Do Floppy Ears Help Dogs Hear Better?


There has been ongoing debate about whether floppy ears help or hinder a dog’s hearing. On one hand, some claim that the long, hanging flap of a floppy ear blocks sound waves and prevents them from reaching the ear canal as efficiently. Others argue that floppy ears actually help funnel sound waves towards the ears, improving a dog’s hearing.

This anatomical feature has become a distinctive trait in many dog breeds such as Basset Hounds, Bloodhounds and Cocker Spaniels. But does this cute, droopy look come at the cost of reduced hearing? Or could it actually aid auditory abilities? This article will examine the structure of dog ears, scientific hearing tests, the possible functions of floppy ears, and what experts conclude about this hotly contested issue.

Anatomy of Dog Ears

A dog’s ear contains three main sections that work together to capture and funnel sound waves to the inner ear:

The outer ear includes the adjustable ear flap called the pinna and the ear canal. The pinna funnels sound waves through the ear canal to the eardrum. Dogs can move and tilt their pinnae to capture sound from different directions (Source).

The middle ear contains the eardrum and small bones called the malleus, incus and stapes that transmit vibrations to the inner ear. The eardrum vibrates from incoming sound waves and transmits these vibrations across the middle ear.

The inner ear contains the cochlea and vestibular system that turn vibrations into nerve signals to the brain. The cochlea converts vibrations to nerve signals that the brain interprets as sound. The vestibular system helps maintain balance.

Together, these parts capture sound, transmit and amplify vibrations, and convert the vibrations to nerve signals sent to the brain for interpretation.

Evolution of Floppy Ears in Dogs

Floppy ears emerged as a trait in dogs through the process of domestication. As wolves began interacting with and relying on humans over thousands of years, they underwent physical changes as a result of this selection process. According to research, floppy ears developed as part of a condition called “domestication syndrome.”

One theory suggests that floppy ears enabled dogs to communicate better with humans using non-verbal cues like ear posture. Dogs with upright, pointy ears reminiscent of wolves may have appeared threatening to early humans. In contrast, floppy ears gave dogs a more approachable, juvenile look.

Neural crest cells are stem cells present during embryonic development. Changes in these cells as wolves became domesticated caused physical shifts like coat color changes and floppy ears. So floppy ears indicate dogs were selectively bred by humans for tamer temperaments. This made them better companions versus their wolf ancestors.

drawing depicting the evolution from wolf to dog with floppy ears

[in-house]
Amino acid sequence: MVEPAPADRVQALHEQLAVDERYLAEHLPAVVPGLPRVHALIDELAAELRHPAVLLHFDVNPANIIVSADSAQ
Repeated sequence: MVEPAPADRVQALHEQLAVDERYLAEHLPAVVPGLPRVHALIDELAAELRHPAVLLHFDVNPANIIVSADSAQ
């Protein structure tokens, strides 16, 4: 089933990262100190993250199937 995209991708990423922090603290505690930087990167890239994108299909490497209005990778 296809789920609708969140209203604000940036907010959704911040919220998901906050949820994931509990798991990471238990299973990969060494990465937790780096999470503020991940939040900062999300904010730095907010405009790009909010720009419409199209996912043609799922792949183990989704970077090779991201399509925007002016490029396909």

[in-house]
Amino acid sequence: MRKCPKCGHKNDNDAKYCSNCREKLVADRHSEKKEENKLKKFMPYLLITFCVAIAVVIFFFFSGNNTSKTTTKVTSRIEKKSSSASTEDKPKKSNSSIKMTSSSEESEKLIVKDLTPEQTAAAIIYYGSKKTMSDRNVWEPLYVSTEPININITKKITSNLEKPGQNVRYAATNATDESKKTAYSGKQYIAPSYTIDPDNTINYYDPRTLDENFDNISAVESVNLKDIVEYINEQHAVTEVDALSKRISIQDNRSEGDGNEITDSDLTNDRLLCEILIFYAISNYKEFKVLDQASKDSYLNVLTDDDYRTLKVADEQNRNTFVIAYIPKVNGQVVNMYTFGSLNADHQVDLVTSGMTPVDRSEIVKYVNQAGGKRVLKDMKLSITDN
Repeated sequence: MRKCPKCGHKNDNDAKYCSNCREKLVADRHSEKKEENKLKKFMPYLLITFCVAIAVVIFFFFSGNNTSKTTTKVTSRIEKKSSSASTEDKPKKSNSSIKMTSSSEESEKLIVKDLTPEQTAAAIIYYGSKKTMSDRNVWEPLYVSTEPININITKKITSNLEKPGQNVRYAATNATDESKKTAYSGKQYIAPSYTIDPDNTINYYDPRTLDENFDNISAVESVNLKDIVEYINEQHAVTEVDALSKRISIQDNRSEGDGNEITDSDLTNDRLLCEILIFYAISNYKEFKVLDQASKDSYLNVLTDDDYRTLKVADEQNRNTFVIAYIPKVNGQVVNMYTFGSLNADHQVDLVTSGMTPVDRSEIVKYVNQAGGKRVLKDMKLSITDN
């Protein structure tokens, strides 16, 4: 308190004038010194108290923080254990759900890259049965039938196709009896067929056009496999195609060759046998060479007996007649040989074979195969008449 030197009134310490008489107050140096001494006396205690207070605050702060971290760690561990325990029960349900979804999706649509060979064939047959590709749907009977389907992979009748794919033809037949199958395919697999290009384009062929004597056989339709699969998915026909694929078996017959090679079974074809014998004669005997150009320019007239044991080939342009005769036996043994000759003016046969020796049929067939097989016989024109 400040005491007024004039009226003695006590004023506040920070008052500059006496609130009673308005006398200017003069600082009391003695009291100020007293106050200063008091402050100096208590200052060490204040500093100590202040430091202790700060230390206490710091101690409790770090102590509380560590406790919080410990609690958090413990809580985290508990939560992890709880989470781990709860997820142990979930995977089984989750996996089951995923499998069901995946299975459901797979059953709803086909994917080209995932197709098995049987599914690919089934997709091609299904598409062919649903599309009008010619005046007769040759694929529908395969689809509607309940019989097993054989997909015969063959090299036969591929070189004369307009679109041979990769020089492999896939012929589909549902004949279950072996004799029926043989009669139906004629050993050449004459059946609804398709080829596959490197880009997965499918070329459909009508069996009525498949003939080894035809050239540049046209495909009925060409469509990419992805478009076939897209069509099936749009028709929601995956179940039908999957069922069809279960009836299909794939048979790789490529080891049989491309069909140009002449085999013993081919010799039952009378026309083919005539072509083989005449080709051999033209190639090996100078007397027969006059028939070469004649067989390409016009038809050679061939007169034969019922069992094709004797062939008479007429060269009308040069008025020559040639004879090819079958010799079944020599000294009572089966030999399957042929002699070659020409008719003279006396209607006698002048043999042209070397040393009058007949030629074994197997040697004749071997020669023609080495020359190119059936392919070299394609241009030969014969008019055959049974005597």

Studies show that across many domesticated mammals like horses, pigs, goats, and rabbits, floppy ears emerged as a shared trait. Similar neural crest cell changes conveyed a friendly appearance to humans. So floppy ears became fixed through domestication due to their social function in communicating amiability.

Hearing Tests on Dogs

Several studies have tested the hearing sensitivity of dogs with erect versus floppy ears. In one study published in the Journal of the American Veterinary Medical Association (source), researchers tested the hearing of 12 dogs with erect ears and 12 dogs with pendulous (floppy) ears. They played a range of tones and measured the minimum volume each dog could detect at different frequencies.

The study found that dogs with erect ears were able to hear lower frequency sounds at a lower volume than dogs with pendulous ears. However, at higher frequencies above 4 kHz, there was no significant difference in hearing sensitivity. The researchers concluded that erect ears may provide an advantage for detecting low frequency sounds, but do not necessarily improve overall hearing sensitivity.

Another study published in Veterinary Dermatology (source) tested hearing in Cocker Spaniels, which commonly have long floppy ears. They compared Cocker Spaniels to German Shepherd Dogs and found no significant difference in their sensitivity to sound stimuli. This suggests that at least for Cocker Spaniels, their floppy pinnae do not impair their hearing ability.

While some studies have shown minor differences, the overall conclusion is that floppy ears do not significantly impact a dog’s ability to hear. Proper ear care and cleaning are likely much more important for maintaining good canine hearing than just ear shape alone.

Theories on the Purpose of Floppy Ears

There are several theories as to why some dogs evolved to have floppy ears while wolves have pointed ears. Some of the main theories include:

Protection – Floppy ears may help protect dogs’ ear canals from debris, dirt, and moisture while hunting through underbrush. The floppiness helps debris fall out of the ear rather than getting stuck inside the ear canal. This theory suggests floppy ears evolved as an adaptation for hunting dogs running through thick vegetation.1